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Category: Plot bunnies

Gaming at Brooks's Club: 19th century Thomas Rowlandson c. 1810-1815

Gaming at Brooks’s Club: 19th century
Thomas Rowlandson
c. 1810-1815

I stumbled across a very entertaining book from 1828 while doing a bit of research about Gentleman’s Clubs in London: The Clubs of London; with anecdotes of their members, sketches of character and conversations. It’s exactly the kind of fodder I love for my books. There’s just something delicious about working a bit of real gossip or happenstance into a book, especially if it’s funny our outrageous!

 

The first anecdote is that of Sheridan (the actor) being inducted into Brookes’s [sic]. His friends has proposed him several times, but he had continually drawn one black ball during the voting. Determined, his friends marked all the black balls to discover who it was that was excluding him, and then they all arranged to distract that member during the next vote to prevent his being present. It absolutely worked and even the man himself came to find the trick they pulled amusing once it was over and done with.

The second story deals with the induction of a man that was actually blackballed by EVERY member and yet managed to bully his way into membership. He was a notorious duelist and when told that after several rounds of voting he had still received a blackball, he charged into the room and demanded of each individual if THEY had been the one to blackball him. No one was willing to say yes, lest they be challenged to a duel and killed by the manic, so they let him stay. He was never admitted again, but he freely boasted everywhere that he was a member.

I can easily see either of these anecdotes shanghaied and used in a book, especially in one of the popular series that stars the owner of a club or a group of men who belong to one. I haven’t written a balloting scene in my Legion of Second Sons series, but now I very much want to. I just have to find a way to make it germane to the story. I can easily see either story being a good way of setting up an enmity between a hero and an antagonist. And it could be a fun way of exploring “politics-lite” since I have been assured that many readers find the actual politics a bit dry, LOL!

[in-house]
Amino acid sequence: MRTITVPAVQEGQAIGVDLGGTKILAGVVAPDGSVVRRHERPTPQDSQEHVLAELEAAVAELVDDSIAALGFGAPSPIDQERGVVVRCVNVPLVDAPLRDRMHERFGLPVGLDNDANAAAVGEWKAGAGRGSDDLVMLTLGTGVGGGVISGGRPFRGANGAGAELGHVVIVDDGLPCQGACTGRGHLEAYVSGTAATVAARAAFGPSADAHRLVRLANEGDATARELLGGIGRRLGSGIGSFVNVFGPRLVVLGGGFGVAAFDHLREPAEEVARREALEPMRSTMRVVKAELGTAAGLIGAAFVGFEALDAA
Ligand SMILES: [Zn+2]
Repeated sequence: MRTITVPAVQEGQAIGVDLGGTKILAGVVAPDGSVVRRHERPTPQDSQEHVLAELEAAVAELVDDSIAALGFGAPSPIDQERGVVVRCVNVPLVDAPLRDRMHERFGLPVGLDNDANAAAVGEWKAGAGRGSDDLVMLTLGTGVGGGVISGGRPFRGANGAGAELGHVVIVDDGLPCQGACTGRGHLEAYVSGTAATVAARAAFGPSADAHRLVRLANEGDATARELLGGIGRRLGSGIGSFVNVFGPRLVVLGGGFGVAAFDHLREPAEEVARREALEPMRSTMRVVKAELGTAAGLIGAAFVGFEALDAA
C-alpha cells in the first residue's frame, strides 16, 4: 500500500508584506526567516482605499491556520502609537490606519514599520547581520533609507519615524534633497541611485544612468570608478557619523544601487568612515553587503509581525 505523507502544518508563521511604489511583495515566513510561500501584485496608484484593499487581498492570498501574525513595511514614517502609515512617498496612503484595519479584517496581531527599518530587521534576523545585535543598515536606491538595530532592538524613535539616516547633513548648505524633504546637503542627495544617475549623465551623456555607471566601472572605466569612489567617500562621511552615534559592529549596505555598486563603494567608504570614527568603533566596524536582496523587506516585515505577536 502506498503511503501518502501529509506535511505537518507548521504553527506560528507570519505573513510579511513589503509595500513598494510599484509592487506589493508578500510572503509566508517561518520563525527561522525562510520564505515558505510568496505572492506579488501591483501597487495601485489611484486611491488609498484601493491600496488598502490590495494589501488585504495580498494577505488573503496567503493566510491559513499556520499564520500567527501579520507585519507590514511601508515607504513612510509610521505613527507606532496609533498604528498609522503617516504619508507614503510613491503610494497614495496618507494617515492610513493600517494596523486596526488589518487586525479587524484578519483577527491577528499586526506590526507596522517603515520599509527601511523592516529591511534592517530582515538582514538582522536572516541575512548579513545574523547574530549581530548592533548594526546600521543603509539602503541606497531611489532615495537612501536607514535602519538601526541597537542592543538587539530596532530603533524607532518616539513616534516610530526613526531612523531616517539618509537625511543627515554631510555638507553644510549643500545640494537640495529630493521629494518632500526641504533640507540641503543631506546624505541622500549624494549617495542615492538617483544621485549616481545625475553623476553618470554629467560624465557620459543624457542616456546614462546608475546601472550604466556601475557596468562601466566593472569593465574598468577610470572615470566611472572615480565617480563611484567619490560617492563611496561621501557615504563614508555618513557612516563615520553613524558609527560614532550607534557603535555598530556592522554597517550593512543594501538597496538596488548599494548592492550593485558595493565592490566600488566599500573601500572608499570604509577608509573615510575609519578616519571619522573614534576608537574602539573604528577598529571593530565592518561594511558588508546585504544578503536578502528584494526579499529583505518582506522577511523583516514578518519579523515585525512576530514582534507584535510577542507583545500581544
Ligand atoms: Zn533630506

What do you all think? I love the idea of the hero standing up to the duelist and saying that of course he blackballed him and I can think of all kinds of ways this could come back to haunt him …

This is a topic that always gets people talking and scheming. HOW can we pull this off!!!?!!! Is there a way to make my heroine a duchess in her own right? The answer is yes, but you’d have to model your fictional title after that of the Duke of Marlborough, and seeing as this is the ONLY dukedom that can be inherited by a daughter, you’d have to create a very detailed background for your family and there would likely be a lot of howling. It’s rather easy (comparatively speaking) for your heroine to be a countess or a baroness in her own right though. It all comes down to how the title was created …